by: Adie Roberts [ ]
From an automotive perspective, World War I was a major turning point; previously, in every war ever waged equipment and supplies were moved in and around the battle areas by some combination of horsepower or manpower. World War I saw the first widespread use of motorized vehicles in various supporting roles. Even during the first battles of the war in 1914, the Ford Model T was a major player as many privately owned Model Tís were commandeered for various military uses.
Knowing the tactical advantages provided by automobile use, both Great Britain and France approached the subject of acquiring Model T trucks for various military purposes early on in the war. Henry Ford, very much a proponent of the isolationist movement prevalent in the United States prior to its war entrance in 1917, was not exactly cooperative with the request. While Ford wanted nothing to do with the war effort during this time, he did authorize the sale of a modest number of Model T chassis to the British military strictly for ambulance use.
Upon the United States getting involved in the war, Henry Fordís mood shifted to fully supporting the effort. His change of heart prompted his selling the United States military thousands of chassis for various uses. In an effort to fulfil orders, Ford even pulled units from routine stock out of circulation to more rapidly respond to the war effort.
It should also be noted the chassis most often supplied was the basic and ordinary Model T chassis (not the heavier duty Model TT) upon which any number of aftermarket bodies could be fitted. It is even suspicious the first set of chassis sent to Europe were designed such that the shipping crate could be repurposed to construct the box body for the Model Ford T.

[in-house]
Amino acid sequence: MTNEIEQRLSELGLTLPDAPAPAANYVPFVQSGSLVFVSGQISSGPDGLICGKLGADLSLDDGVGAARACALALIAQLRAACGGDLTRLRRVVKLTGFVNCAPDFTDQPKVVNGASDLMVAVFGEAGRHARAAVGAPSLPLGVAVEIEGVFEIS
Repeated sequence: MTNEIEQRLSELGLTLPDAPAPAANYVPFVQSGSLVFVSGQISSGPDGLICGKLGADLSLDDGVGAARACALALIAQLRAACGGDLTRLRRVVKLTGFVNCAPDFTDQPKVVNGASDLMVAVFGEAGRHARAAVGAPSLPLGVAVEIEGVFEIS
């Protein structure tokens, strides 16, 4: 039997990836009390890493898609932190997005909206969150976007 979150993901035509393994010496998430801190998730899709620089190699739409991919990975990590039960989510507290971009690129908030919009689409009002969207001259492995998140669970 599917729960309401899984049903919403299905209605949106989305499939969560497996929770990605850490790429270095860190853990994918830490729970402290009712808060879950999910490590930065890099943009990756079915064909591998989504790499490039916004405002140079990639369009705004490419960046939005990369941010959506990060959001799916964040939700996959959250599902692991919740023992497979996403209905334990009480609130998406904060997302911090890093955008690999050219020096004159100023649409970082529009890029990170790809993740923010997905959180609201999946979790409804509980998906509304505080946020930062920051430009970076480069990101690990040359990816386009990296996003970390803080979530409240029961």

The model kit from ICM comes in its usual solid cardboard carton with a thinner cardboard lift off lid on top. The carton provides very stable protection during posting or if placed in a pile of other models.
The artwork on the top of the box lid is colourful and very well done showing you pretty much everything you will find in the box.
Contents are as follows:
1. Two light grey sprues which contain the model T Ford Ambulance
2. One clear sprue for the side windows and window screen.
3. One light brown sprue containing the figures and stretcher
4. One decal sheet
5. One large instruction booklet and one sheet for the figures
The first glance at the spures got me thinking straight away such is the detail level, the engine looks good with the sump engine block and head all being needed to be built first. There are some quite small parts to it but nothing that looks like it is going to cause you any issues.
I have commented before in a previous review just how much I like the way they have gone about the detail on the radiator especially with the embossed Ford logo, well this time I am really impressed to see this again as this version in comparison with the last Model T Ford still has the same embossed Ford logo only. Only this time is somewhat smaller a 1/35th scale version compared to the 1/24th scale fire engine.
The wheels on this version are moulded plastic including tires which again on the larger version are rubber, there is no tread on the moulded version though this can be hidden with weathering, mud, dust or crushed grass. One thing I thought was very cleverly done was the air valve sticking out between the spokes with air cap on. The front suspension is of leaf spring type this attaches to the steering rack and axles, a decent amount of detail on these parts. The rear axle and suspension are basically the same as the front but without the radiator.
The drive shaft is nice; the steering rack is quite thin and would need a nice sharp blade to cut it off without causing it to break, I like the exhaust which comes in two parts with the main length and back box a nice moulded fuel tank. Some small injector pin marks are present but should not be visible once glued together.
Part of the chassis is moulded in one piece and includes the floor for the back of the ambulance also the front wings. One of the very interesting and great features of this kit is the interior it carries benches and stretcher, it also includes some nice moulded wooden panels and floorboards. I personally like the idea of a World War1 ambulance with an interior.